Here between the major merchandising events of the manufactured sentimentality of Christmas and the massive schmaltz of Valentine’s Day, we in Michiana have an opportunity for a big ol’ wallow in genuine emotion. As you may have heard both from David James’s Michiana Chronicle last week and from the promo spot for this coming Saturday night’s Jazz by the Border, WVPE Program Director, Lee Burdorf, is retiring.
Seven years ago, I came to this studio to record my first Michiana Chronicle. I was happy for the opportunity but a bit intimidated by the whole process and by the man who is the processor. What if I messed up? Would he remain patient and cheerful, or even just civil? The whole scenario reminded me of the old Mary Tyler Moore Show with me as the spunky Mary and Lee Burdorf as the irascible, but lovable, Lou Grant. You may remember Mr. Grant snarling, “I hate spunk.” Seemed as though I might easily be doomed. Well, I was right and I was wrong. Mr. Burdorf is irascible, but lovable; he probably does hate spunk—I’ve never dared ask—but even when I do mess up, he remains professional and civil. I’m an amateur with no pretensions of being anything else. He’s a pro. He really knows his stuff and is very good at what he does, and it’s been a joy to spend time with him.
Plus, as a bonus in my position as a Chronicler, I have the opportunity to sound a tad high-falutin’ when, at some WVPE event such as the upcoming Meet Me in the Gallery at the South Bend Museum of Art, as I introduce people I’m with to him, I get to casually throw in the phrase, “my producer, Lee.” Such fun!
During what is now termed the “membership campaign,” but as an old-timer I still think of as “pledge-drive,” I was answering the telephone and took a call from a man in California. In the “comments” section of our brief talk, this stranger from the west coast said that he listened to Jazz by the Border on his computer every week because Lee Burdorf was one of the most knowledgeable people in the country about the jazz scene, both past and present. And, lest we think that that guy was some friend of Lee’s, the classic “plant in the audience,” I’ve heard this respect for Lee’s knowledge of jazz echoed in the opinions of both musicians and jazz aficionados in this area too.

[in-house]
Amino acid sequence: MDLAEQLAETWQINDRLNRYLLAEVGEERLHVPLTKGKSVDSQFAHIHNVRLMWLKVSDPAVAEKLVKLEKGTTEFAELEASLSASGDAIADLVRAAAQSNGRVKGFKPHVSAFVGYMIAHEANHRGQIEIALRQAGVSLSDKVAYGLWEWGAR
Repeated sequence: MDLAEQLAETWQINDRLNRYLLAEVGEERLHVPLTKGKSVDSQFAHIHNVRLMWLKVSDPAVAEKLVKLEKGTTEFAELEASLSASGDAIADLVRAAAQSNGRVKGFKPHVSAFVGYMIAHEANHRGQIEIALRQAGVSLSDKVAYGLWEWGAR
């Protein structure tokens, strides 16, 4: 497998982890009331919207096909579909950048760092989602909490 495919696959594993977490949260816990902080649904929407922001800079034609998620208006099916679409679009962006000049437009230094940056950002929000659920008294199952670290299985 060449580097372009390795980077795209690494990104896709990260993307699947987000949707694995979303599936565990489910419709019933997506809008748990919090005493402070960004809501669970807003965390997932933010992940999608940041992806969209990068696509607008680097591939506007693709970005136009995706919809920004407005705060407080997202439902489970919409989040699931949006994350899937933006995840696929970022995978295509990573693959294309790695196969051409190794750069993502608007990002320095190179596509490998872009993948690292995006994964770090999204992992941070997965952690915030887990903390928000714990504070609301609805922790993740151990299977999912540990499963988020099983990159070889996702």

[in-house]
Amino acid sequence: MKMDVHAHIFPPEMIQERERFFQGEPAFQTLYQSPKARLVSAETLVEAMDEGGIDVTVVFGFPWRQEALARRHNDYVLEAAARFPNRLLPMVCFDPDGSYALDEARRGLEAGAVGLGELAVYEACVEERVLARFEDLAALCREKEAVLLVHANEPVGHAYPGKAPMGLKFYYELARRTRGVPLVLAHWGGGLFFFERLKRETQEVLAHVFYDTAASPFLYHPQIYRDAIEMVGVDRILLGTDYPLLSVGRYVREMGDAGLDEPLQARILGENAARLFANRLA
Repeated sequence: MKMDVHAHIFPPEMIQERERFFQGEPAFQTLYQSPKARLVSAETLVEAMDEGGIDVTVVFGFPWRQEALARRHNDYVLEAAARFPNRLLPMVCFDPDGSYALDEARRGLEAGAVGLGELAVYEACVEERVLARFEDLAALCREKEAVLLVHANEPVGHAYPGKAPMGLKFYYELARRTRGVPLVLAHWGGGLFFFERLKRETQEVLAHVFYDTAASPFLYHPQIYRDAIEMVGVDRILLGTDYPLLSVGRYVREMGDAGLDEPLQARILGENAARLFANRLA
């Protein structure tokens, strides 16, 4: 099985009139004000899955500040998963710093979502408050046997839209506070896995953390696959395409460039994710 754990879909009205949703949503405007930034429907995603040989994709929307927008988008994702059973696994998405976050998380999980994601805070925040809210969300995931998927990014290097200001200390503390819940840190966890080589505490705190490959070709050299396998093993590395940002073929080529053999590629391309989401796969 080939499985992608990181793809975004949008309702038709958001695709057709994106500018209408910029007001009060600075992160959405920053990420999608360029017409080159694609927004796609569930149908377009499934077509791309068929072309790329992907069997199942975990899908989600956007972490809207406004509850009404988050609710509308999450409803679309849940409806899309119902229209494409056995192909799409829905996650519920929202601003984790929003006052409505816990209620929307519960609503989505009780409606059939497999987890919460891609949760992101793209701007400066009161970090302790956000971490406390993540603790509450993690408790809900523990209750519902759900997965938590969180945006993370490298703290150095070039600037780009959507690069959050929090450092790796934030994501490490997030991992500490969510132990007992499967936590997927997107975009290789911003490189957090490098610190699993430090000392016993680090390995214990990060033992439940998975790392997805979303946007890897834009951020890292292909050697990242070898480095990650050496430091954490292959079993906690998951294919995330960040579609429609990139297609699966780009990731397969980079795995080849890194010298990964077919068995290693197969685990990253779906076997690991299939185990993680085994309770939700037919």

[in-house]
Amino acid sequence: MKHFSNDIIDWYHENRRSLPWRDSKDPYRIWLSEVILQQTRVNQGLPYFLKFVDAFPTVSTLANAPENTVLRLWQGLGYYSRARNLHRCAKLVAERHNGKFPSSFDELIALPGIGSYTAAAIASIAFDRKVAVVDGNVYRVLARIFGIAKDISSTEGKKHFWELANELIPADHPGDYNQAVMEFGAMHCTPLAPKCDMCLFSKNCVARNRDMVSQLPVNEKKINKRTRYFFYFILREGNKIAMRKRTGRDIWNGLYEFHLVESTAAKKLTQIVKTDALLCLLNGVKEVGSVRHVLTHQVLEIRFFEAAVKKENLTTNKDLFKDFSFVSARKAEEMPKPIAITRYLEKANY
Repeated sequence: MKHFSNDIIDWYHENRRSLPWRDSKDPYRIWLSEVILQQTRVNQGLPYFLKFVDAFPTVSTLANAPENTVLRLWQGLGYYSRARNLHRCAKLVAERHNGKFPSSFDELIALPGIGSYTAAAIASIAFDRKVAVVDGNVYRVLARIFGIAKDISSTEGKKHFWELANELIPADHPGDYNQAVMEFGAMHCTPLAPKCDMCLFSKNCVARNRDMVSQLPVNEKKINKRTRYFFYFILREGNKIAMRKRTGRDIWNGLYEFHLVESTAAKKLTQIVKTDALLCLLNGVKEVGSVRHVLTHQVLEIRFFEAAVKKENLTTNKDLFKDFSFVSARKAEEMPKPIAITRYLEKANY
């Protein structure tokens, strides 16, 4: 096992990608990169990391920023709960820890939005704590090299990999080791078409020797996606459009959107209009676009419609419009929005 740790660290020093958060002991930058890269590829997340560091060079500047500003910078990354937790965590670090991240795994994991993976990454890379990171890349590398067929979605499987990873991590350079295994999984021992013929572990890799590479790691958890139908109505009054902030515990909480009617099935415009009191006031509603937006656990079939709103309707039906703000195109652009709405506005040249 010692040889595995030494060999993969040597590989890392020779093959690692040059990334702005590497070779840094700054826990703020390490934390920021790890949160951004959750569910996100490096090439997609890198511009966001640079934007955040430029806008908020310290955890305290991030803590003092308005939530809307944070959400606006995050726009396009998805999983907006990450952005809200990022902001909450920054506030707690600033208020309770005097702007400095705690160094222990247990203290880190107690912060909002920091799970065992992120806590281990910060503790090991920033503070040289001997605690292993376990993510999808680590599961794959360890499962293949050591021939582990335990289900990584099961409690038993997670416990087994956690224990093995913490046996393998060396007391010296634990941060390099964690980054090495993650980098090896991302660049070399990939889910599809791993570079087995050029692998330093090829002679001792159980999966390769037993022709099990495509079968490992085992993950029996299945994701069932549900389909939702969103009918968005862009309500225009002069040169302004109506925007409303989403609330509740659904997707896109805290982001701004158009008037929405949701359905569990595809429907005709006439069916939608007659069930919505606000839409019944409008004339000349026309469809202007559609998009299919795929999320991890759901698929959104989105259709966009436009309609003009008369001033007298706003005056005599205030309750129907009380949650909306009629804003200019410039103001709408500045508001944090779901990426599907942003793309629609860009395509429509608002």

But it’s not just jazz that he knows. He has an encyclopedic knowledge of most all music. You know those music spots at the end of each week’s Michiana Chronicle? They’re almost all selected by Lee, and they’re almost always spot on. Away-from-Michiana people to whom I send the Chronicles frequently comment on how the perfect the music is and how that musical selection really illustrates and enhances the verbiage.
Talk about the classic good news/bad news story! That’s Lee’s retirement. People deserve to get to retire if they want to. I got to retire and have had some really good years that have been so fun and full that I’ve wondered how I ever had time to be employed. Lee should have this opportunity too, but . . .
In my family there is a joke that “When Jeanette says good-by, sit down, it will be at least 20 minutes before we actually leave.” I do have a hard time saying “good-by.” But, if I take 20 minutes here, Mr. Burdorf will cut me off. So, unfamiliar as I am with brevity, I’ll say, “Godspeed, Lee,” then quote Bob Hope:
“Thanks for the memory.
Awfully glad I met you,
Cheerio and toodle-oo
Thank you so much.”
For Michiana Chronicles, with my producer, Lee Burdorf, this is Jeanette Saddler Taylor.